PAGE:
They will also bring up the sound and images of gunfire from Korean shop owners as they defended their Koreatown stores from looters. To many in the Korean community, seeing that footage on TV over and over again was a humiliating experience. And to many young Korean-Americans, it was mostly confusing.
Juri Kang was 9 when she first experienced the simmering conflict here in the early 1990s. Her parents’ store and gas station were both robbed in one night, a year before the eruption of the riots. As the thief fled, he fired at Juri.
Kang was rushed to the hospital, shot once in the chest. Soon after, news cameras were at her side.
“I remember asking my mom why I was on the news, and I remember she told me that it was because I was the youngest girl to get shot during a robbery when her parents were left unharmed," Kang recalled. "And I just took it and accepted it until I entered puberty. We didn’t really talk much about it.”
Around the same time, there were several confrontations between Korean-Americans and blacks in South Central. Most notoriously, Korean grocer Soon Ja Du shot and killed a black girl, Latasha Harlins, for allegedly trying to steal a bottle of orange juice.
On April 29, 1992, the riots erupted.
“That night, I was at a family friend’s house watching it on TV as it was happening," said Kang. "I remember saying, ‘Oh, they didn’t burn my parents’ gas station!’ And, of course, it burned the next day.”
In the end, five Korean merchants were killed. More than 2,000 properties were damaged or destroyed across Los Angeles County, contributing to an estimated $1 billion in damage. Many of those who suffered the impacts believe that the city of Los Angeles never repaired relations with the Korean community after the riots.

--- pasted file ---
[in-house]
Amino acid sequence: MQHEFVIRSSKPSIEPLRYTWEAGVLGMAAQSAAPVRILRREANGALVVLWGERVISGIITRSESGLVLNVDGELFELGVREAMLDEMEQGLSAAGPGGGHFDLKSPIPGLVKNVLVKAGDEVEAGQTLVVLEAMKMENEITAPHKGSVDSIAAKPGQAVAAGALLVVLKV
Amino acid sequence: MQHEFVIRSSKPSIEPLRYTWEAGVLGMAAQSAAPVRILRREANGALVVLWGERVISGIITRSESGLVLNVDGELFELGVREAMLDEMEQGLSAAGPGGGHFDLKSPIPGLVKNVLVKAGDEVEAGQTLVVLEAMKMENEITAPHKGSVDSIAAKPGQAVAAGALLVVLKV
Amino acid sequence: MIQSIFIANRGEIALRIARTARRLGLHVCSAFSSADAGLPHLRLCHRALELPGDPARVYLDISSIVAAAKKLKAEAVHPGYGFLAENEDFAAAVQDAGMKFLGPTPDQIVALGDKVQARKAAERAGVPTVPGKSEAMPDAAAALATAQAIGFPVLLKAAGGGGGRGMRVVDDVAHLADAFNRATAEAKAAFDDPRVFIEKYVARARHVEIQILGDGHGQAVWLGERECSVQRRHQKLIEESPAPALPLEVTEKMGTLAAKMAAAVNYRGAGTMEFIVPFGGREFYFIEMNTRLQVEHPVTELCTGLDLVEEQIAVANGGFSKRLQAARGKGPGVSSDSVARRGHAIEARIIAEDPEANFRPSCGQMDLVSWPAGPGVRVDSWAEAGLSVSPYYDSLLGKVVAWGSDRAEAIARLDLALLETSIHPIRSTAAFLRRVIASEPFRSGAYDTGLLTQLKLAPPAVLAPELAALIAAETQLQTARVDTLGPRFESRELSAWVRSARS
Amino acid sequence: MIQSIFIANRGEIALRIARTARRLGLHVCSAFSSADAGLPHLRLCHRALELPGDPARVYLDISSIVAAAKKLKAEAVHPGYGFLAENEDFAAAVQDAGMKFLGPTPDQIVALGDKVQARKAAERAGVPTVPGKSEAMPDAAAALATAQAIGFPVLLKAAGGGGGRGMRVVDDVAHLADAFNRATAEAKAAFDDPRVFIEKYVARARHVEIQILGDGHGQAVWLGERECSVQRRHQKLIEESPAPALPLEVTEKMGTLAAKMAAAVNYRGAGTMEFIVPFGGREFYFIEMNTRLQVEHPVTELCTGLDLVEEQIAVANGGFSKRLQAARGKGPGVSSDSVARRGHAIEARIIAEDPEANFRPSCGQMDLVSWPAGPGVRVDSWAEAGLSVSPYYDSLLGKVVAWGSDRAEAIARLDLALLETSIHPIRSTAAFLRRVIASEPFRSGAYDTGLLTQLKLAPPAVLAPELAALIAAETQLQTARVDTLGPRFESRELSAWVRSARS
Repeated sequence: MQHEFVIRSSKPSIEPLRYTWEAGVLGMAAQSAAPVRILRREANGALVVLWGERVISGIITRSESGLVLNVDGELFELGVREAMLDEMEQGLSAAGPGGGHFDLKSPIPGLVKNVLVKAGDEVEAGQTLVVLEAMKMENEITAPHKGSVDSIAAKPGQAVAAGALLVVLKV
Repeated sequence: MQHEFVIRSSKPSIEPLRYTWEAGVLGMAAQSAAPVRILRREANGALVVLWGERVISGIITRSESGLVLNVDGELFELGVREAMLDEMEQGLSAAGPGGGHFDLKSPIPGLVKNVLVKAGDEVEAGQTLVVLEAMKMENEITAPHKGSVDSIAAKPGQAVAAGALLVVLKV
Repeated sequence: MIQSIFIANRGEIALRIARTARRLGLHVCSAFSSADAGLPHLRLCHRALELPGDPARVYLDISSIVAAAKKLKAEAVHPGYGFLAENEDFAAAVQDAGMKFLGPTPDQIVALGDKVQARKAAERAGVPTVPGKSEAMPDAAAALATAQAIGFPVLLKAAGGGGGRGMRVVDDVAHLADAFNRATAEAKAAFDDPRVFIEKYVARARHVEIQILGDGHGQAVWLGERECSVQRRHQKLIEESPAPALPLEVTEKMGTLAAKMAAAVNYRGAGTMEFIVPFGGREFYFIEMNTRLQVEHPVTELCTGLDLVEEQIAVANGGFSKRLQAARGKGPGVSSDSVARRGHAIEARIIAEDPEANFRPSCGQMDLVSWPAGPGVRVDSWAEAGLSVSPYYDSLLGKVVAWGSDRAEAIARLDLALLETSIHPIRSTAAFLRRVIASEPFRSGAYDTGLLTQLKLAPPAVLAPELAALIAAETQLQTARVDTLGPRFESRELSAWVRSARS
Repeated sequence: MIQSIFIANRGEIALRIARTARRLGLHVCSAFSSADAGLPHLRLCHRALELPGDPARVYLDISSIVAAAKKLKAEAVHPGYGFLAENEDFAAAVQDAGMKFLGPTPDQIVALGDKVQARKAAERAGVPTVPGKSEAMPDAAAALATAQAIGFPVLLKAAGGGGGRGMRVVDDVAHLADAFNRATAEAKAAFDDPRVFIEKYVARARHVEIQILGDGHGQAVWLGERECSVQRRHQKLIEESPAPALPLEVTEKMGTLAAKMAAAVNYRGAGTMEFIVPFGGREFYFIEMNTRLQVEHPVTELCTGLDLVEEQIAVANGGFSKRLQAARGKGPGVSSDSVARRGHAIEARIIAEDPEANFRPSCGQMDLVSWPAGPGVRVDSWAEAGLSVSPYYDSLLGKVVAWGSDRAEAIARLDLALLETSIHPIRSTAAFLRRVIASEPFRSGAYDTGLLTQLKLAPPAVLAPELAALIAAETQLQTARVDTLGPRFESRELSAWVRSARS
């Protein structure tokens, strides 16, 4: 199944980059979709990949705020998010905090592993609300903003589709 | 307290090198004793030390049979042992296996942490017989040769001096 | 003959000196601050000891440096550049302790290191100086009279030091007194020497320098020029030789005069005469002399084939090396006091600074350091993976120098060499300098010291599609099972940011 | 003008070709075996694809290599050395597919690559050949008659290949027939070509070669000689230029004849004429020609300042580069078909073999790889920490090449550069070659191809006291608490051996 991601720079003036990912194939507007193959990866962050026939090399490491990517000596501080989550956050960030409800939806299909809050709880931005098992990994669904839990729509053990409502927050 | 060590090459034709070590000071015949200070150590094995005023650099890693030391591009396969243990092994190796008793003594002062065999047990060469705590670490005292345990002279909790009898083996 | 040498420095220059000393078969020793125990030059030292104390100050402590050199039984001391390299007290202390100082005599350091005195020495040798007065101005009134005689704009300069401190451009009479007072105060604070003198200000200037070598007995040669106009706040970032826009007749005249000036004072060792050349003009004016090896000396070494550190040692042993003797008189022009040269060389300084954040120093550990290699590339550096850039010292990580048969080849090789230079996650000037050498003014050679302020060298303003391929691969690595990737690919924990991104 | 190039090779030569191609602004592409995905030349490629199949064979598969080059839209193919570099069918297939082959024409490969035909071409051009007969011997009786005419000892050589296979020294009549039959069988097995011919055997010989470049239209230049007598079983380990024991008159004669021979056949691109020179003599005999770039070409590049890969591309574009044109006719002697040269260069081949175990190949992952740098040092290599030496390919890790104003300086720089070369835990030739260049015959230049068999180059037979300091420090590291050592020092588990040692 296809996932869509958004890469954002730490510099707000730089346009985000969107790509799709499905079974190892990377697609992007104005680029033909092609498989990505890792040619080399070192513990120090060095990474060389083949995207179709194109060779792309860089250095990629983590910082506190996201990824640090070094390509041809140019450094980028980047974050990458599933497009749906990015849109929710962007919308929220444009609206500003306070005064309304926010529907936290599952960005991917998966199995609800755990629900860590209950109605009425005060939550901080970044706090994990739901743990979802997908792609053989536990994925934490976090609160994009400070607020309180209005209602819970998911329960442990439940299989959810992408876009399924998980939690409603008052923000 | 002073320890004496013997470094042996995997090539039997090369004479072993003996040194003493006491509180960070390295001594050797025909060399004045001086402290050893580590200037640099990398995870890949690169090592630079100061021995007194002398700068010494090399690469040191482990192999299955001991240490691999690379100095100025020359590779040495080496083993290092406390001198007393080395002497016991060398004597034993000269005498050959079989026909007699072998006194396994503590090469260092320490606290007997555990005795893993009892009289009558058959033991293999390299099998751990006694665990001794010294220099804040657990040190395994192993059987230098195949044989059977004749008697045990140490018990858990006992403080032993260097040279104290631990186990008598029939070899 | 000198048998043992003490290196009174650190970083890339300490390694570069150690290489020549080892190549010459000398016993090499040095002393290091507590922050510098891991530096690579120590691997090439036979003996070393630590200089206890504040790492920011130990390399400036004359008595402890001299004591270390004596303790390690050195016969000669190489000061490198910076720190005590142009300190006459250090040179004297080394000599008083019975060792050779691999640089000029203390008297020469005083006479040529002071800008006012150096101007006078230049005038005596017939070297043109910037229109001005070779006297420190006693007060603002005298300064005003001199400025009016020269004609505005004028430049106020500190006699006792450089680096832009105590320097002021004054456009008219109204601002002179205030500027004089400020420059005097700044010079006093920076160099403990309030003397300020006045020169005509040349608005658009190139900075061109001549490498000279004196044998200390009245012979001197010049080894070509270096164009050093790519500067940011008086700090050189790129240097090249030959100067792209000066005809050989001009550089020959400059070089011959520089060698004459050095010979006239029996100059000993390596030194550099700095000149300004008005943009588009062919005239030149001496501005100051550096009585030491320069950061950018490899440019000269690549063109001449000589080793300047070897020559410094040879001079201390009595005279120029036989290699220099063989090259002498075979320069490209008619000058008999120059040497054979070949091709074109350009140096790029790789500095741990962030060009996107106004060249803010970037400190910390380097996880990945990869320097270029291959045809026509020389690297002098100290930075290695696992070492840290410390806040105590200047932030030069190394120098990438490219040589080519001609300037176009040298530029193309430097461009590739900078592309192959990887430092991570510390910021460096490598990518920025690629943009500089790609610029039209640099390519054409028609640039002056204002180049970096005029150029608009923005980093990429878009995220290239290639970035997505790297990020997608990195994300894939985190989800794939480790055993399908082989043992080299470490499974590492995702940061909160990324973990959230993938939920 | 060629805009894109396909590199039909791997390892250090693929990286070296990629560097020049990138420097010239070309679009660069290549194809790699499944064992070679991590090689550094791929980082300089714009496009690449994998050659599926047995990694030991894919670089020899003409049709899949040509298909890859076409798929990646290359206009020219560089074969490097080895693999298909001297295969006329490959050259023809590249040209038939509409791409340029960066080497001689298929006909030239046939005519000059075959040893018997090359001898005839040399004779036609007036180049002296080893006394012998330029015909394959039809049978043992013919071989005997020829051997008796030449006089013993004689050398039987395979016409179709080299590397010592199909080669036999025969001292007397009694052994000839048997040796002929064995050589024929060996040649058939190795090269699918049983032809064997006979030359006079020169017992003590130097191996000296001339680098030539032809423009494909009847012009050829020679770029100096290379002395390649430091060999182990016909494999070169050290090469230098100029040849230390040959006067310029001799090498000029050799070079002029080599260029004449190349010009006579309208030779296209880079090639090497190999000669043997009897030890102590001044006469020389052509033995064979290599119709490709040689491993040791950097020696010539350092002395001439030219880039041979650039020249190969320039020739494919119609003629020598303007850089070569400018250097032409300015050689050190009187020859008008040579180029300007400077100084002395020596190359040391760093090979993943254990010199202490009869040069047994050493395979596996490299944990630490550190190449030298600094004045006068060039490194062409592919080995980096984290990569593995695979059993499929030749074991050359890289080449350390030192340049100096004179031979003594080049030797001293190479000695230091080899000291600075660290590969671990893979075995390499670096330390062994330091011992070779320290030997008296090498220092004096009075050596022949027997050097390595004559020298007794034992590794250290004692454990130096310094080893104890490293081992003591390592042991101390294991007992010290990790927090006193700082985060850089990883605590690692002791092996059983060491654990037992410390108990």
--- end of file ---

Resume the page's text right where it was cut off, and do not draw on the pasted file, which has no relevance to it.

“In some respects, the Korean-American perspective on the riots is that Korean-American merchants had become sort of a scapegoat for the problems the city was experiencing in the early 1990s,” said David Kim, an attorney and documentary filmmaker.
In his 2008 film “Clash of Colors,” Kim noted that at the time of the riots Los Angeles faced a serious recession, a growing immigrant Korean population and a corrupt police force. Few Koreans received help in rebuilding their stores, he said, and many among his generation haven’t forgotten that.
Civil rights lawyer Do Kim was a college student at Harvard when the riots broke out. He had been aware of local tensions for years, but admitted that he was shocked to see Los Angeles burning from afar.
“As a college student, I majored in African-American studies and sociology," said Kim, a former member of the Black-Korean Alliance. "A lot of people were wondering, what is this Korean person doing majoring in African-American studies? I wonder that myself. However, it was something that I was very, very interested in.”
When the violence subsided, Kim led an effort to raise funds to help black and Korean families in L.A. He also created a temporary one-stop center in Koreatown, where merchants could apply for loans, legal assistance or counseling services.
Unlike Do Kim, Juri Kang admitted that Saigu had been a difficult episode for her to put into words. Her family didn’t really discuss the impact of the violence, and she had known the episode had a huge influence on her Korean-American identity.
But it took an ethnic studies class in college, she said, to make her see the bigger picture.
“I could only see it from the point of view as the daughter of a store owner," said Kang. "I was unaware of the different perspectives out there. I didn’t know about the social, political, economic factors that helped trigger the riots.”
These days, Kang works as a rehabilitation therapist in Orange County. She does not make it to Los Angeles very often, but when she does, she avoids visiting the site of her parents’ former business in South L.A.
She did visit it recently, for the first time in 20 years. The building is now gone. In its place stands a Burger King.
Correction: Juri Kang was not the only person in the room when the robber shot her in 1991. Both of her parents were in the back office with her; her mom, sitting on one end of the bed in the office; her dad, lying on the floor, face down as directed by the gunman. Also, Kang visited the site of her parent's gas station in South L.A. only recently, for the first time in 20 years.